The beds will be similar to the 47 now operated at the Mental Health Rehabilitation Center at S.F. General Hospital. Patients are initially ordered under conservatorship for up to a year, but the average stay is six to nine months, with patients leaving for more independent living situations after they’ve been helped. The Healing Center will try for the same stay lengths.
“This is not a jail,” Garcia said. “Our goal is not to institutionalize people, but to get them ready to be housed as independently as possible.” With that in mind, the city has hired Crestwood Behavioral Health to run the center.
Crestwood, the biggest provider of residential mental health treatment in California, plans to provide the patients with a wraparound approach of therapy, job training and life-skills instruction that can range from showing people how to pay bills to helping them dress properly.
Everything about the center, which is still getting its final touches of paint and furniture, is meant to be soothing — from huge windows bringing in light to muted gray colors and comfy couches. It’s an involuntary ward, but there are no locks on the room doors. A game room will offer pingpong tables and board games.
There are unexpected little touches, too: All along the hallways are squares dotted with small tiles and large video screens showing images of fish tanks.
“We have actually found that looking at fish tanks reduces anxiety,” said Patricia Blum, a Crestwood executive vice president. “And the tiles — if you need to, say, express rage, your brain chemistry changes when you push on them. It’s calming.”
Those are just small tools in the larger goal of healing people enough to ease them into greater independence, and perhaps employment, after they leave, Blum said.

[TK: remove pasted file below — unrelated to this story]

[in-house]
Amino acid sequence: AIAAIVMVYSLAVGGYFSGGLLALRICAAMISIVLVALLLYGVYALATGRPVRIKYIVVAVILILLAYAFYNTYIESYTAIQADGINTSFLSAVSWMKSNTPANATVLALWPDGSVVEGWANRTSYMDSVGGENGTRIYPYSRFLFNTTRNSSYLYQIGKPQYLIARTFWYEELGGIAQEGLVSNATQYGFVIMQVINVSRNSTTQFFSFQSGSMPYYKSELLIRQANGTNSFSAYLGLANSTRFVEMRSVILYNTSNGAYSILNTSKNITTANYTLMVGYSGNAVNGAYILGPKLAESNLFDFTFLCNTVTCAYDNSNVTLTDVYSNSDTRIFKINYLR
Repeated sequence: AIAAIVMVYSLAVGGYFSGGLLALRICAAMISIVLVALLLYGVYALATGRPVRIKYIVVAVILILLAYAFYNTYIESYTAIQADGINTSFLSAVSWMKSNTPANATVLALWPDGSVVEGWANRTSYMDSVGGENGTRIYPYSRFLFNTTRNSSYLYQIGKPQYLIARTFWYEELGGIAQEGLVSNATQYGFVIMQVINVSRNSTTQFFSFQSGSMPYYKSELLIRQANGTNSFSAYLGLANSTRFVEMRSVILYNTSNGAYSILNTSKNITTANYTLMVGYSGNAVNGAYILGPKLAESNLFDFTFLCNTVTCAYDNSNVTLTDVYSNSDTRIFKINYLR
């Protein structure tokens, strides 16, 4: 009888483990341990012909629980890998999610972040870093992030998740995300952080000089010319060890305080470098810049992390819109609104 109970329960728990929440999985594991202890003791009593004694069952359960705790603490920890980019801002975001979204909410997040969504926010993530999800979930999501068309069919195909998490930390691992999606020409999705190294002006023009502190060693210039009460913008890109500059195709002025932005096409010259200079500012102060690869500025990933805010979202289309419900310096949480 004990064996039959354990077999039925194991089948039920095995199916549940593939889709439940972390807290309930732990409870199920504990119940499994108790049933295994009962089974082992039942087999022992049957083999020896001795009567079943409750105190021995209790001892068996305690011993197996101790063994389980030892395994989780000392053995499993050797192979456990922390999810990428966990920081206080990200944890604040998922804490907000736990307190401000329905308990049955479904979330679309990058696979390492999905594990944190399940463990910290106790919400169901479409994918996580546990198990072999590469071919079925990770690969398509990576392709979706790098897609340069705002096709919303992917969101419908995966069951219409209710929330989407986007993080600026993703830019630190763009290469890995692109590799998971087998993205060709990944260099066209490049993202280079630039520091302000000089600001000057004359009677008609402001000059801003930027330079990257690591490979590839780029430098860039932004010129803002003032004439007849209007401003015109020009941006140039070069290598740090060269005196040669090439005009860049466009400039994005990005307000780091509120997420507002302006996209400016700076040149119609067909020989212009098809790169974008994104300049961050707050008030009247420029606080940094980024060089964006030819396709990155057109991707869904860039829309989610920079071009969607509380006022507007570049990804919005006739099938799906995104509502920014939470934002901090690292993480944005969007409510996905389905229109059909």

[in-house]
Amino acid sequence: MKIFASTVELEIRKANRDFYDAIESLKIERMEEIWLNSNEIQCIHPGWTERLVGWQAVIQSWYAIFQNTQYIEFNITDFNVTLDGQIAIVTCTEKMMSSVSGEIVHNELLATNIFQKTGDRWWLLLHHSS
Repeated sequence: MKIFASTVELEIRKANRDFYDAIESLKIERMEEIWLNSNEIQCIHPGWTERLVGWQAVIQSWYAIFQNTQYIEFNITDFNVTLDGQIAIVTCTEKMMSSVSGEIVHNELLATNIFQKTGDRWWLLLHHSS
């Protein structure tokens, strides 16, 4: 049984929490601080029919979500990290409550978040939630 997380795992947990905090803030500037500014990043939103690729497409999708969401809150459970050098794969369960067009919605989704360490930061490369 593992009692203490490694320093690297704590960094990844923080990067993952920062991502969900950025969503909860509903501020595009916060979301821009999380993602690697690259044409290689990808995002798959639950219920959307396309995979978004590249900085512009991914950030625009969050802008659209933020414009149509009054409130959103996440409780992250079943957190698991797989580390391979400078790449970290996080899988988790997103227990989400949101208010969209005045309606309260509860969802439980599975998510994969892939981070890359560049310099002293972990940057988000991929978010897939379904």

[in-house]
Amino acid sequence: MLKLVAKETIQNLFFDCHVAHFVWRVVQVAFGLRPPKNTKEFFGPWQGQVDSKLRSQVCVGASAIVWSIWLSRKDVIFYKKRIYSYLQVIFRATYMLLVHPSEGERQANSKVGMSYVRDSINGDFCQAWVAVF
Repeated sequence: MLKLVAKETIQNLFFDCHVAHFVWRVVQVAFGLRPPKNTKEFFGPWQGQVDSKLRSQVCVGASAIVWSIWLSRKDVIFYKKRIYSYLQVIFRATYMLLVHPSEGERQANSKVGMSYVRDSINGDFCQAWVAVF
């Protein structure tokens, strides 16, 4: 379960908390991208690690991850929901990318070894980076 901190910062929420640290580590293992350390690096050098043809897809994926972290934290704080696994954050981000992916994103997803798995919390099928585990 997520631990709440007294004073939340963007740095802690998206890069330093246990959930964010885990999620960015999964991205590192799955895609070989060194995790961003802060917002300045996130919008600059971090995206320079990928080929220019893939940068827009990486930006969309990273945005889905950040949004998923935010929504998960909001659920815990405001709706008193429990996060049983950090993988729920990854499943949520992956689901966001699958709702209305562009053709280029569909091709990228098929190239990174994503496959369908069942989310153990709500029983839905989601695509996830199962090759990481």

“Most people have to go through many steps after they leave a place like this to be ready for a job,” she said. “Having a diagnosis of being bipolar or having been conserved can be a barrier. But we can help with that in many ways.”
The center’s $5 million annual cost will be carried by the Department of Public Health, but Garcia said she hopes federal and state funding can help in the future. Either way, the treatment saves money in the long run.
he daily tab for each center patient will be $450. In contrast, a daily stay in an intensive-care hospital bed, which is where patients can wind up if there is no lock-down bed available, costs $2,000.
Most tellingly, simply leaving a “frequent flier” on the streets costs about $150,000 a year in emergency room visits, police calls and other services, according to city studies. And that can go on for years.
The Healing Center is designed to drastically bring down the cost to society by helping patients carry more of their own weight — a happy prospect not just for the patients, but also for those who no longer have to rush around treating them in the gutter.
Kevin Fagan is a San Francisco Chronicle staff writer. Email: firstname.lastname@example.org